Consumers started the new year with a bang, embarking on a renewed spending and borrowing spree that could force the Bank of England to raise interest rates again soon, new figures showed yesterday.
Shoppers embarked on their most extravagant Christmas spending spree since the boom days of the 1980s. Retail sales in November, December and January rose 1.7 per cent on the previous quarter, the strongest festive shopping session since 1987, figures from the Office for National Statistics showed.
January saw a 0.6 per cent monthly jump in sales, taking the annual rate to a 13-month high and contradicting anecdotal evidence of a tough Christmas.
The message was echoed by the latest public finance figures that showed VAT receipts 11 per cent higher than in January 2003. Meanwhile, banks reported the largest rise in mortgage lending since November 2001, confirming homebuyers had shrugged off speculation of rising rates. "This puts paid to any view that consumer spending or confidence is softening," John Butler, the UK economist at HSBC, said. "It suggests the Bank may need to be more aggressive than its current 'gradual, gradual' approach to raising rates if it wants the consumer to listen."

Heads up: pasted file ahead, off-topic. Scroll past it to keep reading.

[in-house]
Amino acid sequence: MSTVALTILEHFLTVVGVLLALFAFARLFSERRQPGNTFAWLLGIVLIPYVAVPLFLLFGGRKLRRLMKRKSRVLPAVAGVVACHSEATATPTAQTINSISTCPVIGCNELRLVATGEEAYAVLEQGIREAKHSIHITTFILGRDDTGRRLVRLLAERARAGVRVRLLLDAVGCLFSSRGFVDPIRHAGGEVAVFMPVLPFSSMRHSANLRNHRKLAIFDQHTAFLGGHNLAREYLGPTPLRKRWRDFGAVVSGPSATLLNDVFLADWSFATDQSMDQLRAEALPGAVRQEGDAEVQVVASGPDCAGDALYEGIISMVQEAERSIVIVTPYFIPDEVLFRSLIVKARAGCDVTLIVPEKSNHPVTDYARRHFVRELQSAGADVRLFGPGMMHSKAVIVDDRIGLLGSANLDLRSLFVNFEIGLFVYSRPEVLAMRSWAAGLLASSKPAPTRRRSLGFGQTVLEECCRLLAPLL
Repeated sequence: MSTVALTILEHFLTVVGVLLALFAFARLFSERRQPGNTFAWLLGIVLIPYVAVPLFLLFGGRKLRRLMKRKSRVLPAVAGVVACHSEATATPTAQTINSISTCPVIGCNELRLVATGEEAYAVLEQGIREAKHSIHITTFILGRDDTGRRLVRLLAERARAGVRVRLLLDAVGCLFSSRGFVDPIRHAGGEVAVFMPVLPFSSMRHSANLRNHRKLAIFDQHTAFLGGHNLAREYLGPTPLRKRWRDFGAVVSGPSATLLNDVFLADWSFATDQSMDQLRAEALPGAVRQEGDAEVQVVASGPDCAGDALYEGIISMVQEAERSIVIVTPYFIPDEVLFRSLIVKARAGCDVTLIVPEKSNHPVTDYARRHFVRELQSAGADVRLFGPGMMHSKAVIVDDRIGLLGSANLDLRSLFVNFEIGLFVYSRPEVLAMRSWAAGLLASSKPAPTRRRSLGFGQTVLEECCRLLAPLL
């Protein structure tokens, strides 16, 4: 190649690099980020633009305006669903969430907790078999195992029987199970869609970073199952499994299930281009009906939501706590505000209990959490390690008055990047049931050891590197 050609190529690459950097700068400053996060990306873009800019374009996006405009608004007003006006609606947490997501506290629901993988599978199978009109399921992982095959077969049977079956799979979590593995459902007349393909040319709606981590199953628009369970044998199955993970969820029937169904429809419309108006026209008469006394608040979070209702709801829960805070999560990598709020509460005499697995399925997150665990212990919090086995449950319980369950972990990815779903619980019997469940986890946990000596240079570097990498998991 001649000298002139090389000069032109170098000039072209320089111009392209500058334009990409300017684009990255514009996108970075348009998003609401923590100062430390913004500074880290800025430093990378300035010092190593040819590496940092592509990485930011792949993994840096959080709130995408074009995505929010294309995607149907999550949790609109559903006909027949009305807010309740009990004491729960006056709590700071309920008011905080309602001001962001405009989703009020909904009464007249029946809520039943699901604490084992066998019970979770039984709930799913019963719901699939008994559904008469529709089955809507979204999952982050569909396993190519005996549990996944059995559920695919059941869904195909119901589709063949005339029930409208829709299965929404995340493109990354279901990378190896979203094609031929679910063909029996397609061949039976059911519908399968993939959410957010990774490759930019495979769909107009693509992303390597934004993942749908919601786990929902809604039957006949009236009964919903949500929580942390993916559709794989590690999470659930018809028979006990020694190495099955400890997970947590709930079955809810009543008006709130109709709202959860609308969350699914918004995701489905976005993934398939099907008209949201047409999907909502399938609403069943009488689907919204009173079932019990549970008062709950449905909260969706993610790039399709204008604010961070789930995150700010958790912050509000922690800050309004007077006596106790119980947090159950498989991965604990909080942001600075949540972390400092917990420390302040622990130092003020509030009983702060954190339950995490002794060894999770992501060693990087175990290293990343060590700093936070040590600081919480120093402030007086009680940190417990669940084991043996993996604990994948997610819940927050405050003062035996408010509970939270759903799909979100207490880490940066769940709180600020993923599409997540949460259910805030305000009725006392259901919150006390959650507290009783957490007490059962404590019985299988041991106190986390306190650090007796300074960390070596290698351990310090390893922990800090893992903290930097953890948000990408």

The growth in retail sales was much stronger than forecast in the City, where economists had expected growth to slow by more than a half to 0.3 per cent from December's 0.8 per cent.
The ONS figures showed shops managed to increase sales without sacrificing their profit margins. While sales volumes rose at an annual 6.4 per cent rate, growth in total value was not far behind at 5.6 per cent.
The picture for mortgage lending was more mixed, with the British Bankers' Association reporting a surge but the Council of Mortgage Lenders seeing a slowdown. The BBA said its members lent £5.9bn last month, up from December's £5.5bn and the highest since November 2001. The CML said lending for house purchase slowed to £12.2bn from £10bn. David Dooks, at the BBA, said: "It is too soon to see any impact of the latest rise in rates."Reuse content